NEW YORK Fans of Lululemon's popular black yoga pants will have to sit tight.
Lululemon Athletica (LULU) executives told investors Thursday the company still hasn't determined the cause behind the too-sheer yoga garb that had to be pulled off shelves and online over the weekend. And officials declined to say when the items would be back in its stores.
Executives also indicated that the unacceptable sheerness in the Luon black pants isn't just limited to the March 1 shipments to stores but also includes pants still in its factories.
As a result, the Canadian company said the withdrawal will cost it lost revenue of $12 million to $17 million in the first quarter and $45 million to $50 million for the rest of the year, particularly in the second quarter.
"This has been a challenging time for all of us," CEO Christine Day said on a conference call with investors to discuss fourth-quarter earnings results. "Disappointing our guests and shareholders and falling short of our own expectations is not something we take lightly and we deeply regret."
Day emphasized that the company is adding more stringent controls and is diversifying its suppliers to make sure it doesn't happen again.
On Monday, Lululemon disclosed that it had pulled the pants off store shelves after it found out that the fabric used to make them was too see-through. Lululemon had insisted that the problem didn't occur because it changed specifications for the clothing or switched suppliers. It warned that taking the pants off the shelves could lead to short supplies.
The comments came as the company reported results for the fourth quarter - which covered a period before it stopped selling the pants - topped analysts' estimates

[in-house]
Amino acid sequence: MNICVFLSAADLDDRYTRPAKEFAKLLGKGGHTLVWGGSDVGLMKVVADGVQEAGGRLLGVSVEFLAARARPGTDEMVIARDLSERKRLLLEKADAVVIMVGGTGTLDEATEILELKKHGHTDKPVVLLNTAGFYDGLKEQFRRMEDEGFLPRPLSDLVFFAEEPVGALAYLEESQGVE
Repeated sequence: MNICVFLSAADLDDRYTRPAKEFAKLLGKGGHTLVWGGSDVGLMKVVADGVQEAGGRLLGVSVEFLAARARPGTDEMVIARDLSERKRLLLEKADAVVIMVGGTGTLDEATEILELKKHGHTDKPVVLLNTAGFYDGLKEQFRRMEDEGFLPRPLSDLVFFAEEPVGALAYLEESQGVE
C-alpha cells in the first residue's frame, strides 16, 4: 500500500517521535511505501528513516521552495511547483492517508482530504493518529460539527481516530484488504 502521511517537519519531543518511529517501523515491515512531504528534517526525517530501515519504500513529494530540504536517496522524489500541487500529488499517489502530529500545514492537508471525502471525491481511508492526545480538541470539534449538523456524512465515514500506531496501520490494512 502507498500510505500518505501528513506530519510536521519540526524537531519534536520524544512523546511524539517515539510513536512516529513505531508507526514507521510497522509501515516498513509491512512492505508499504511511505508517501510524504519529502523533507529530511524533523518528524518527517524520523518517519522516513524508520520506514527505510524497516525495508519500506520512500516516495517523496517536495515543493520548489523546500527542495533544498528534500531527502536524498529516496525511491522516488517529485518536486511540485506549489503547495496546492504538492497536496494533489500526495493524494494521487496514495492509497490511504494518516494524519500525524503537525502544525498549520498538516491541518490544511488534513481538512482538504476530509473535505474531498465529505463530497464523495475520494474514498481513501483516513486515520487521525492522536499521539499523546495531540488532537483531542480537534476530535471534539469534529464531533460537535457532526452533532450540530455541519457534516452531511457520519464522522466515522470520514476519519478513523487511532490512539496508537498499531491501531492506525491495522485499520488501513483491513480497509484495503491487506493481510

But Lululemon said that it foresees first-quarter earnings between 28 cents and 30 cents per share. It reported earnings of 32 cents per share a year ago. The company expects the recall will pull its earnings down by 11 cents to 12 cents per share.
Analysts polled by FactSet had expected earnings of 39 cents per share.
The retailer also predicted full-year earnings and revenue below analyst expectations.
Lululemon said it expects earnings between $1.95 and $1.99 per share on revenue between $1.62 billion and $1.64 billion. Wall Street had predicted earnings of $2.16 per share on revenue of $1.68 billion.
The company's see-through black Luon pants are the latest in a series of quality glitches that threatens to alienate the retailer's loyal fans, who have so far been more than willing to shell out $100 for pants and other athletic garments. The legion of followers has helped Lululemon, founded in 1998, become a $1.4 billion business.
The Luon pants, made from a combination of nylon and Lycra fibers, are one of the retailer's product staples and account for about 17 percent of all women's pants in its stores. The company is offering customers' full refunds or exchanges.
During the hour-long conference, Day told investors that the company still has to "find out exactly where the process broke down."
"It's a multistep process with multiple vendors involved, and we don't want to call attention to any one particular vendor because it would be unfair until we've completed the diagnostics."
When asked by an analyst how come the problem wasn't detected earlier, Day said the product had passed initial tests at the factory but it was impossible to detect the problem before the shipments went to the store.
"The truth of the matter is ... the only way that you can actually test for the issue is to put the pants on and bend over," she said.
On Thursday Lululemon reported that its fourth-quarter net income rose 49 percent to $109.4 million, or 75 cents per share, from $73.5 million, or 51 cents per share, a year ago.
Analysts had forecast earnings of 74 cents per share.
Revenue for the period ended Feb. 3 climbed 31 percent to $485.5 million from $371.5 million. Wall Street expected $482.2 million in revenue.
Revenue at stores open at least a year rose 10 percent.
For the year, Lululemon earned $270.6 million, or $1.85 per share. That compares with $184.1 million, or $1.27 per share, a year earlier.
Annual revenue increased 37 percent to $1.37 billion from $1 billion.
Revenue at stores open at least a year climbed 16 percent.
Shares rose 80 cents to $64.68 in late morning trading.